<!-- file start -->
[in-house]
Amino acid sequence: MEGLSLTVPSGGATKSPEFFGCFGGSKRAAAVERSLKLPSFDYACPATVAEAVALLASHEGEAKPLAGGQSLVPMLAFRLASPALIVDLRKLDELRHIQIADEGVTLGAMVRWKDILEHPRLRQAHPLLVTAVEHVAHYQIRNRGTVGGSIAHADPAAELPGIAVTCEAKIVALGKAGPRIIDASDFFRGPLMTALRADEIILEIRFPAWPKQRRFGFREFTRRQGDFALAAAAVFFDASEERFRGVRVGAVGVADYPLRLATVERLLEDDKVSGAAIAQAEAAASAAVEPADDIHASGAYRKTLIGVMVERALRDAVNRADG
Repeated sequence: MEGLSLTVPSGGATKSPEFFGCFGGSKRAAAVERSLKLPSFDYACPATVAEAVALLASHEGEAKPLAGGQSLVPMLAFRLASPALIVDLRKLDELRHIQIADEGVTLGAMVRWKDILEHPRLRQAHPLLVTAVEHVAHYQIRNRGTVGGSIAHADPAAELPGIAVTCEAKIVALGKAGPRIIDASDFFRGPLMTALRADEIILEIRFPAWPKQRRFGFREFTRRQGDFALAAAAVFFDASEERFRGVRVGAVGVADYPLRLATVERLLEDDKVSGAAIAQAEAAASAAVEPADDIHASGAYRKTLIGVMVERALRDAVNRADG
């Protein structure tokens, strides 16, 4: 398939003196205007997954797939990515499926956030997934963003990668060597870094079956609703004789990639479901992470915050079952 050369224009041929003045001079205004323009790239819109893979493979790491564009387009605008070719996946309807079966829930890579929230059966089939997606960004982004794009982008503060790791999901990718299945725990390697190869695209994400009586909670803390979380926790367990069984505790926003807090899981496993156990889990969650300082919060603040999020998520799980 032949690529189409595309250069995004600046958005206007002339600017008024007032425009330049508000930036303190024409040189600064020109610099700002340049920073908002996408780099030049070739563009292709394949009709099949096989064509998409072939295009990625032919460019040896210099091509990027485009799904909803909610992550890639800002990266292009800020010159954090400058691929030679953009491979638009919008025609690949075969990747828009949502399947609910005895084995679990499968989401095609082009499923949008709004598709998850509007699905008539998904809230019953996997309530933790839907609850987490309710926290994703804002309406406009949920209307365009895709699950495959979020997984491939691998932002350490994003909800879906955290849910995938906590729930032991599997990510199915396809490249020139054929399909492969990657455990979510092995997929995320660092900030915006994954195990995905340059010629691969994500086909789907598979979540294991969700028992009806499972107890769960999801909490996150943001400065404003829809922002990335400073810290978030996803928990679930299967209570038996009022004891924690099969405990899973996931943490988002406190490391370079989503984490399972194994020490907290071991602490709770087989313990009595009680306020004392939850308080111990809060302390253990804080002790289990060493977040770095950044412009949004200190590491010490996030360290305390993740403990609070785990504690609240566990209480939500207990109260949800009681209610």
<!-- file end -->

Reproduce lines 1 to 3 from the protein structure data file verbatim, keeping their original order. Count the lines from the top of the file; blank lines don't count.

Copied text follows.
[in-house]
Amino acid sequence: MEGLSLTVPSGGATKSPEFFGCFGGSKRAAAVERSLKLPSFDYACPATVAEAVALLASHEGEAKPLAGGQSLVPMLAFRLASPALIVDLRKLDELRHIQIADEGVTLGAMVRWKDILEHPRLRQAHPLLVTAVEHVAHYQIRNRGTVGGSIAHADPAAELPGIAVTCEAKIVALGKAGPRIIDASDFFRGPLMTALRADEIILEIRFPAWPKQRRFGFREFTRRQGDFALAAAAVFFDASEERFRGVRVGAVGVADYPLRLATVERLLEDDKVSGAAIAQAEAAASAAVEPADDIHASGAYRKTLIGVMVERALRDAVNRADG
Repeated sequence: MEGLSLTVPSGGATKSPEFFGCFGGSKRAAAVERSLKLPSFDYACPATVAEAVALLASHEGEAKPLAGGQSLVPMLAFRLASPALIVDLRKLDELRHIQIADEGVTLGAMVRWKDILEHPRLRQAHPLLVTAVEHVAHYQIRNRGTVGGSIAHADPAAELPGIAVTCEAKIVALGKAGPRIIDASDFFRGPLMTALRADEIILEIRFPAWPKQRRFGFREFTRRQGDFALAAAAVFFDASEERFRGVRVGAVGVADYPLRLATVERLLEDDKVSGAAIAQAEAAASAAVEPADDIHASGAYRKTLIGVMVERALRDAVNRADG